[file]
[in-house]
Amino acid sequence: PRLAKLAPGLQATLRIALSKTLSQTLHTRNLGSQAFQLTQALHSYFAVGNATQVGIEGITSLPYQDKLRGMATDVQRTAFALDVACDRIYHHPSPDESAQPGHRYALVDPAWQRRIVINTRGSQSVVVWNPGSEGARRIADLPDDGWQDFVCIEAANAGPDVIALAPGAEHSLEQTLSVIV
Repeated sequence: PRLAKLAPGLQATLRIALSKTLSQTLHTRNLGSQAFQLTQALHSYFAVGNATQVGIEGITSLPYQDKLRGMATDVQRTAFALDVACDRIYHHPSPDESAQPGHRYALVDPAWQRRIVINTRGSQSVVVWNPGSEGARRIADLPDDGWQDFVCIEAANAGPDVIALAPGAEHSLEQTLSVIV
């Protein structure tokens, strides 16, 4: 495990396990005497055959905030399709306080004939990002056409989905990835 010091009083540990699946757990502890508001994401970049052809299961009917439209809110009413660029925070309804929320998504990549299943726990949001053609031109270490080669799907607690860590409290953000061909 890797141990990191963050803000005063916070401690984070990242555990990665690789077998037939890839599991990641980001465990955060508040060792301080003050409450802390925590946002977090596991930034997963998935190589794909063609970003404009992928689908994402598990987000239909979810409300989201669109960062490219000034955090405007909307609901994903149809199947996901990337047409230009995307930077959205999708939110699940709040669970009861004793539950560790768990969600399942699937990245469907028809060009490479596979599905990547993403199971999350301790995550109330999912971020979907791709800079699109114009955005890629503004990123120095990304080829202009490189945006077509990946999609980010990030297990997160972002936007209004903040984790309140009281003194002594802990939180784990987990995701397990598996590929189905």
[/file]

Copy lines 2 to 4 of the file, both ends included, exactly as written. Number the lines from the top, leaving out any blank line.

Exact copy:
Amino acid sequence: PRLAKLAPGLQATLRIALSKTLSQTLHTRNLGSQAFQLTQALHSYFAVGNATQVGIEGITSLPYQDKLRGMATDVQRTAFALDVACDRIYHHPSPDESAQPGHRYALVDPAWQRRIVINTRGSQSVVVWNPGSEGARRIADLPDDGWQDFVCIEAANAGPDVIALAPGAEHSLEQTLSVIV
Repeated sequence: PRLAKLAPGLQATLRIALSKTLSQTLHTRNLGSQAFQLTQALHSYFAVGNATQVGIEGITSLPYQDKLRGMATDVQRTAFALDVACDRIYHHPSPDESAQPGHRYALVDPAWQRRIVINTRGSQSVVVWNPGSEGARRIADLPDDGWQDFVCIEAANAGPDVIALAPGAEHSLEQTLSVIV
């Protein structure tokens, strides 16, 4: 495990396990005497055959905030399709306080004939990002056409989905990835 010091009083540990699946757990502890508001994401970049052809299961009917439209809110009413660029925070309804929320998504990549299943726990949001053609031109270490080669799907607690860590409290953000061909 890797141990990191963050803000005063916070401690984070990242555990990665690789077998037939890839599991990641980001465990955060508040060792301080003050409450802390925590946002977090596991930034997963998935190589794909063609970003404009992928689908994402598990987000239909979810409300989201669109960062490219000034955090405007909307609901994903149809199947996901990337047409230009995307930077959205999708939110699940709040669970009861004793539950560790768990969600399942699937990245469907028809060009490479596979599905990547993403199971999350301790995550109330999912971020979907791709800079699109114009955005890629503004990123120095990304080829202009490189945006077509990946999609980010990030297990997160972002936007209004903040984790309140009281003194002594802990939180784990987990995701397990598996590929189905």